Mount Wutai is located to the northeast of the Wutai County, which is situated at Xinzhou in Shanxi Province. It is one of the four famous Buddhist Mountains in China and said to be the Taoist rites of Manjusri.
Mount Wutai stands on the roof of northern China and covers a total area of 2,837 square kilometers. Its highest elevation is 3,058 meters. Mount Wutai is surrounded by five peaks, namely the Wanghai Peak in the east, Jinxiu Peak in the south, Cuiyan Peak in the middle, Guayue Peak in the west and Yedou Peak in the north. There are no trees on the top of these five peaks and the peaks are flat and wide, thus receiving their name “Wutai.” There are 47 temples in Mount Wutai, including 39 temples on the mountains and eight outside the mountains. The famous temples include the Xiantong Temple, Tayuan Temple, Pusading Temple, Nanshan Temple, Dailuoding Temple, Guangji Temple, and the Wanfo Pavilion.
In 1992, Mount Wutai was approved as a national forest park by the Ministry of Forestry and was also approved to be in the first batch of national AAAA tourism scenic spots by the National Tourism Administration in January 2001. In September 2005, Mount Wutai passed the assessment of the fourth batch of national geological parks and became a national geological park. In August 2007, Mount Wutai was approved to be in the first batch of national AAAAA tourism scenic spots by the National Tourism Administration, and on June 26, 2009, it was formally included in the World Heritage List at the 33rd World Heritage Convention held in Sevilla, Spain.
Mount Wutai’s history and the origin of its name
Establishment of Mount Wutai’s Buddhism
It is said that Mount Wutai was a Taoism holy-place at first and in the “Taoist Scripture,” Mount Wutai was called the Zifu Mountain, and the Zifu Temple was once built on it. The “Records of Qingliang Mountain” say that when the Bodhisattva Manjusri of Buddhism came to China for the first time, he lived in the Stone Basin Cave. The cave was actually in the Xuanzhen Taoist Temple. It indicates that Mount Wutai was originally a residence of Taoism.
When Buddhism was just spreading to China, it only had a small amount of followers. In 2 B.C., an emissary named Yi Cun sent by the King of the Da Yuezhi Kingdom (a kingdom established by a minority nationality which originally lived in the Yili River basins in the west of China’s Xinjiang Province, and then moved to Central Asia) arrived in Chang’an (Xi’an at present), China’s capital of that time. He orally passed on Buddhist scriptures to a scholar’s student named Lu Jing. It was the earliest historical record regarding Buddhism spreading to China.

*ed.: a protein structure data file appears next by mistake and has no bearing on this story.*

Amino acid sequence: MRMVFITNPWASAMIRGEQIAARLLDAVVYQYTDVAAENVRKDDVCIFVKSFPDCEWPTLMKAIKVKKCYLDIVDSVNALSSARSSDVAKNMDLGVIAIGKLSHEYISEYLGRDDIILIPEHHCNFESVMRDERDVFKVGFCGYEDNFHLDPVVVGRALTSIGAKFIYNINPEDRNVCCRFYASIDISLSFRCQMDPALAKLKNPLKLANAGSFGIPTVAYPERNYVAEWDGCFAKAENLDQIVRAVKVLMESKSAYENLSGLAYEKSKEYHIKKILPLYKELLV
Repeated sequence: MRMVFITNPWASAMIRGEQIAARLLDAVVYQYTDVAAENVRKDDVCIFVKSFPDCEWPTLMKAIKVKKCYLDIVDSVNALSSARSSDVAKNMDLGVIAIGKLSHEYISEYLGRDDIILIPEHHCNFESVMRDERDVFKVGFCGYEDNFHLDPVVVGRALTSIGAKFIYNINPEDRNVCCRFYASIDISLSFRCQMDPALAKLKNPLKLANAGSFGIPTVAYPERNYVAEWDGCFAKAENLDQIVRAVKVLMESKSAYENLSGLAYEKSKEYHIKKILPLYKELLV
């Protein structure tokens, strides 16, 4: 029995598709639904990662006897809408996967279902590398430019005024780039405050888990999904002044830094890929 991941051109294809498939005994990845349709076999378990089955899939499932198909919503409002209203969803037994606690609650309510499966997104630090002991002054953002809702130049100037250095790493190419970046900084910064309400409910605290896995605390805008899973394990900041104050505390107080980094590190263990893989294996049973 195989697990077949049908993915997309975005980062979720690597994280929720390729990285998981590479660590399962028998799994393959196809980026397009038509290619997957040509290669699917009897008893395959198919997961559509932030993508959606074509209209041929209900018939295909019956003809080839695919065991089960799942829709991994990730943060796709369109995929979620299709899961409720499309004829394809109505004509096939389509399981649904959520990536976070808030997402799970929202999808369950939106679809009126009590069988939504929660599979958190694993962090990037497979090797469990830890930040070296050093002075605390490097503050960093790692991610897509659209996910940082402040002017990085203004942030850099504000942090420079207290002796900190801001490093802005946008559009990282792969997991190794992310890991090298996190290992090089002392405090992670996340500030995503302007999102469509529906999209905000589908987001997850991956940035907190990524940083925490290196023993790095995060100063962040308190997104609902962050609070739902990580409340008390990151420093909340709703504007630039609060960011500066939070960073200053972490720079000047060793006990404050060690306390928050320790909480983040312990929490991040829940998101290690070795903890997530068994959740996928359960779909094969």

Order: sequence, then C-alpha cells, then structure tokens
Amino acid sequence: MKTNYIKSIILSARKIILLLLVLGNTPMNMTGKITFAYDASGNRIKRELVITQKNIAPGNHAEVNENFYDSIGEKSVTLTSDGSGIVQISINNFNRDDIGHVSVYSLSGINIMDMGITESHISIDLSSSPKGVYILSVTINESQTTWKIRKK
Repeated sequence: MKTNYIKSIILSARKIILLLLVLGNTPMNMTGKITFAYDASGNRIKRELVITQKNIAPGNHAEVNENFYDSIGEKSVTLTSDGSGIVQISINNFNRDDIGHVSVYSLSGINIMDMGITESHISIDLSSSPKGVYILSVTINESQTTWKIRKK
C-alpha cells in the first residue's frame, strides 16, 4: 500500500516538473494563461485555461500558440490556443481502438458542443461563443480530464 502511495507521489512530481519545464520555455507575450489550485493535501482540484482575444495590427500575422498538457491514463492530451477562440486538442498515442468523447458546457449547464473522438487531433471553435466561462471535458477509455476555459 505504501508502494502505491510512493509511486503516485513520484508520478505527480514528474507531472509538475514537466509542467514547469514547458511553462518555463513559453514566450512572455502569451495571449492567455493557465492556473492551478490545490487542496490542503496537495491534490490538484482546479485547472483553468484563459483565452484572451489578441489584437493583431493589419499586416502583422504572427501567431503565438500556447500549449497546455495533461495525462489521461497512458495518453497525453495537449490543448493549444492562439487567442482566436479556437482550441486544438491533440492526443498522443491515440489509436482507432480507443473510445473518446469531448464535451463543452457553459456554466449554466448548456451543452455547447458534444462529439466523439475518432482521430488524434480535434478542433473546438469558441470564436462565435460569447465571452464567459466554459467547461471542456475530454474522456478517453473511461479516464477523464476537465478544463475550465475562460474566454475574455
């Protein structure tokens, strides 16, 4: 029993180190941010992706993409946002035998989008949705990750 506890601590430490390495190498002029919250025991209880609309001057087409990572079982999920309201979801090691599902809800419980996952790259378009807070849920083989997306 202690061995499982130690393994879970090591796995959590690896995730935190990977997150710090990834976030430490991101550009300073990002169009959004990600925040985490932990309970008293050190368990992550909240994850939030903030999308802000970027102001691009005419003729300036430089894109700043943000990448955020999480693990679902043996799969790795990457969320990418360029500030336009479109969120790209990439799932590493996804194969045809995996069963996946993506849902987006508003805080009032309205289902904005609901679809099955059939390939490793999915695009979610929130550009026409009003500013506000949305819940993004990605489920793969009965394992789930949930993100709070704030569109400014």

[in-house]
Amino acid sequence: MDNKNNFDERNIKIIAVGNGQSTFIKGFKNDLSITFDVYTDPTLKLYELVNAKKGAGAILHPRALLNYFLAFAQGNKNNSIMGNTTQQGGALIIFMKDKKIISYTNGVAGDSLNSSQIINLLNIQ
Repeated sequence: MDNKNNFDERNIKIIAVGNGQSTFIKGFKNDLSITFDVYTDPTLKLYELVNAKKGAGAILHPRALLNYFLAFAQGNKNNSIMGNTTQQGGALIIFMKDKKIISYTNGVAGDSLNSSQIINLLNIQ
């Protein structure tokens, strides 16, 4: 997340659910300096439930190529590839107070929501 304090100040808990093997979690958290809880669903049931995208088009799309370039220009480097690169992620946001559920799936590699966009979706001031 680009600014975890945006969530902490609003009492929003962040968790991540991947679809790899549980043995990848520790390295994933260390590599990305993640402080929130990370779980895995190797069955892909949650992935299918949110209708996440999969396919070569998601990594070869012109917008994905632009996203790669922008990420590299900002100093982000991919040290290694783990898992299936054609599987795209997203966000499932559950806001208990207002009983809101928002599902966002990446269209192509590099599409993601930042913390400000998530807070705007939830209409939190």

It is generally believed that Buddhism was spread to Mount Wutai in the Eastern Han Dynasty. According to historical books, in December of the Yongping 10th year (67 A.D.), the emissary who was sent to the western regions to seek Buddhist scriptures by the Emperor Hanming returned to Luoyang with two eminent Indian monks named Kashyapa-Matanga and Gobharana.
In the Yongping 11th year, a temple was built on the southern side of the royal path outside the Xiyong Gate of Luoyang City for the two eminent Indian monks to live. In order to memorialize the white horse which transported the Buddhist scriptures (Sutra of Forty-two Chapters) and statues, the temple was named the White Horse Temple.
In the Yongping 11th year, Kashyapa-Matanga and Gobharana went to Mount Wutai (called Qingliang Mountain at that time) from Luoyang. Since the dagoba of King Ashoka had been found in Mount Wutai many years ago and since it was also the place where the Bodhisattva Manjusri once lived, they wanted to build a temple there. However, the mountain was a Taoist holy place, and therefore the two monks were quite unwelcomed. So, they reported the situation to Emperor Hanming. In order to distinguish whether Taoism or Buddhism was better, the Han government decided to let the monks and Taoists give practical shows, demonstrations and verifications. Therefore, the two sides made an agreement to burn their scriptures to compete. (It is said that the burning site is the present Scripture Burning Platform in Xi’an.) The result was that all the Taoist scriptures were burnt to ashes, but the Buddhist scriptures were not damaged.
Therefore, the two monks received the right to build the temple. There were various peaks, grounds and rivers in the mountains, so where was the perfect place for building the temple? The “Records of Qingliang Mountain” show that “on the left side of the great tower, there were footprints of the Sakyamuni Buddha, which were 1.6 chi long and 0.6 chi wide and had complete and clear toe prints and lines.” It is said that the two monks not only found the footprints but also found the Buddha’s relics. The peak in the Yingfang Village was majestic and unusual, and looked quite like Mount Gridhakutta (Sakyamuni Buddha’s practicing place) in India. For these reasons, they decided to build the temple on this peak. The completed temple was named the Lingjiu Temple. Emperor Hanming added “Dafu” (meaning faith) before it, and then the full name of the temple became the Dafu Lingjiu Temple. It was the former body of the current Xiantong Temple. From then on, Mount Wutai became the center of China’s Buddhism. The Dafu Lingjiu Temple and the White Horse Temple were the earliest Buddhist temples of China.